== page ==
Fiction: Physical vs Emotional Stakes
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Writing Emotional vs Physical Stakes

 

Physical stakes define our story structure.  They lay out what happens and why. 

 

Emotional stakes define the reader’s investment and attachment to the story.  They make the reader care about what happens.  This is more important, as the most convoluted plot falls flat if the reader is not interested in the outcome.

 

Let’s use The Shallows as an example.

Physical stakes:
WIN: Girl gets out alive and in one piece.
LOSE: Girl gets eaten by shark and/or gets injured.

 

This is the main arc of the plot.  The trouble begins when her life is threatened.  The trouble ends when she gets out alive.

 

However, the movie does not START with the shark.  It starts twenty minutes earlier with the girl in a car—developing her backstory.

 

If the shark story is what the movie is about, why do we start out with non-shark stuff?  Wouldn’t it be better to get right to the action?  The first twenty minutes is just the girl talking, so it’s boring, right?

 

Wrong.  When you start with the monster, you have a horror movie.  In a horror movie, you don’t care whether the character lives or dies, because you don’t know them.  For this reason, horror movies usually don’t touch us emotionally or make a statement.  They are entertainment, but, for the most part, they are not art.

 

Compare to The Shallows, whose physical plot sounds exactly like a horror movie.  Girl dodges shark for two hours while bad things happen to her.  Yet this movie is far more than your average monster film.  It touches us emotionally. It makes an inspiring statement. How?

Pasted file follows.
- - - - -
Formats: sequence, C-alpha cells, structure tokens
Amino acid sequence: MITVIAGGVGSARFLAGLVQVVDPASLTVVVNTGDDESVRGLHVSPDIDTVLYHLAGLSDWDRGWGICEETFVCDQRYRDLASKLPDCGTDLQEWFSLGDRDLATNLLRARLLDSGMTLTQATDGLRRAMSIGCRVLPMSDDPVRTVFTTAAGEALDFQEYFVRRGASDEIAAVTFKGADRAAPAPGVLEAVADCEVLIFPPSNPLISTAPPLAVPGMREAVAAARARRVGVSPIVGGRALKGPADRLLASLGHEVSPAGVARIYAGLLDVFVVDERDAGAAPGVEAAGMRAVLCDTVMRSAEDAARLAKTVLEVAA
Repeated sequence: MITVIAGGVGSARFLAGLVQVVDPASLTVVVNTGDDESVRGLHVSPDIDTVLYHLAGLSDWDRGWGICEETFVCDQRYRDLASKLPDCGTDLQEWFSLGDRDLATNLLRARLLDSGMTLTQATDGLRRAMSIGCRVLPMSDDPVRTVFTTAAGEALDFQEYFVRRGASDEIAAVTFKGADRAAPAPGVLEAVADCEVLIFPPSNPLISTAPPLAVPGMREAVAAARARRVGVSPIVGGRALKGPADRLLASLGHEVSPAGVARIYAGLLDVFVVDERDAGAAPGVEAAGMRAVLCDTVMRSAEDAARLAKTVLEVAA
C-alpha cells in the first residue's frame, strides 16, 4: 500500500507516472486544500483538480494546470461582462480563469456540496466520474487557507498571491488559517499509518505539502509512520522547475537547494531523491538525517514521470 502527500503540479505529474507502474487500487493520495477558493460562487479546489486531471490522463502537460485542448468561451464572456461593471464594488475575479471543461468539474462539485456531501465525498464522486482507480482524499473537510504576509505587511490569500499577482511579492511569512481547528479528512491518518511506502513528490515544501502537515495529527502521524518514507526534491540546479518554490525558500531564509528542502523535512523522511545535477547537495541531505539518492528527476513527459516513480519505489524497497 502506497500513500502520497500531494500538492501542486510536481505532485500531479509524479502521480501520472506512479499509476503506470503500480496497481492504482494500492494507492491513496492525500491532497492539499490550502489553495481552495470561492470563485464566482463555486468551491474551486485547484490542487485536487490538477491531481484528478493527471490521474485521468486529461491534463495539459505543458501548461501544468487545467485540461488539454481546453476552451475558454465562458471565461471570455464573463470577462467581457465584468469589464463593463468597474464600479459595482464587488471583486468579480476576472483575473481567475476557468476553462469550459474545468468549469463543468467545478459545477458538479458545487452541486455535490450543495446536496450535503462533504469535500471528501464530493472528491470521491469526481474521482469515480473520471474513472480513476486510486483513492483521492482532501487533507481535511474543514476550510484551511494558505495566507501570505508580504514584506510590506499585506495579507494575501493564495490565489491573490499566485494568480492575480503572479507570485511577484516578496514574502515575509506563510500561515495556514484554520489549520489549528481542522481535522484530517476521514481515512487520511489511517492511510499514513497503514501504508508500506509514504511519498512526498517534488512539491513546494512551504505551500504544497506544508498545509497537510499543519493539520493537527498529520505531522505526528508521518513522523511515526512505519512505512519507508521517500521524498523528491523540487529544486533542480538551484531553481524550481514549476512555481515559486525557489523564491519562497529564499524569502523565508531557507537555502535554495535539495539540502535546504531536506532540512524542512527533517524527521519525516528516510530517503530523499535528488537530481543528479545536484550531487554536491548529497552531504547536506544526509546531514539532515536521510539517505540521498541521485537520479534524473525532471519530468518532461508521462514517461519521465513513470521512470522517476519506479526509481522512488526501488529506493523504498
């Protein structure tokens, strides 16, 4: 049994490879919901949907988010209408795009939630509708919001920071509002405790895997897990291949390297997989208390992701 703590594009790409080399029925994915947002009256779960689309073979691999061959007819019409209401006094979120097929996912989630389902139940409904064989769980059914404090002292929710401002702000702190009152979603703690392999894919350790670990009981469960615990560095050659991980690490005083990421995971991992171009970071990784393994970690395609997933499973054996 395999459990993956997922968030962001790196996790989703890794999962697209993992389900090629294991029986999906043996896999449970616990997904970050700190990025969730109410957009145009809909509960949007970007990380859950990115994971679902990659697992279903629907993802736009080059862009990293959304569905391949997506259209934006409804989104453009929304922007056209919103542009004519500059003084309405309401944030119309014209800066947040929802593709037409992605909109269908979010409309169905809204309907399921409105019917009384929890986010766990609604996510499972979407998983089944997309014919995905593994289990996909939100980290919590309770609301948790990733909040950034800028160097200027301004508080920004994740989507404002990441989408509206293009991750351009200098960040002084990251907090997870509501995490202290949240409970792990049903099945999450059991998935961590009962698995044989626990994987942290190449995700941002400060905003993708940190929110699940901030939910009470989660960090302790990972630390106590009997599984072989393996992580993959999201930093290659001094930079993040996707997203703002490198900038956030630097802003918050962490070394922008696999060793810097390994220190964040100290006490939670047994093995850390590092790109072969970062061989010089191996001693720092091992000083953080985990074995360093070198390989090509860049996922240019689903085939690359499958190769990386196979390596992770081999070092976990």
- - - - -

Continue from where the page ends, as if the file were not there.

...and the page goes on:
Because of its emotional stakes.

WIN: Girl finds herself, finds a reason to fight, a reason to live.
LOSE: Girl gives up on life.  Decides she can’t save anyone, not even herself.

 

Just reading the emotional stakes, without the text of the movie, we feel it is saying something important, deep.  The emotional stakes are the real purpose of the movie: that’s why it starts with the character searching for herself instead of starting with her being chased by the shark.  That’s why it ends, not with the moment she finds safety on shore, but two years later with her having found her purpose in life. 

 

This is why most stories do not begin right when the trouble begins, but a bit beforehand.  The writer instinctively knows that a barfight is a hundred times more interesting when you know and care about the people involved.  

 

So, when plotting, use physical stakes to define the events that affect your character and the world.  Use emotional stakes to make the audience connect to those events and characters.    




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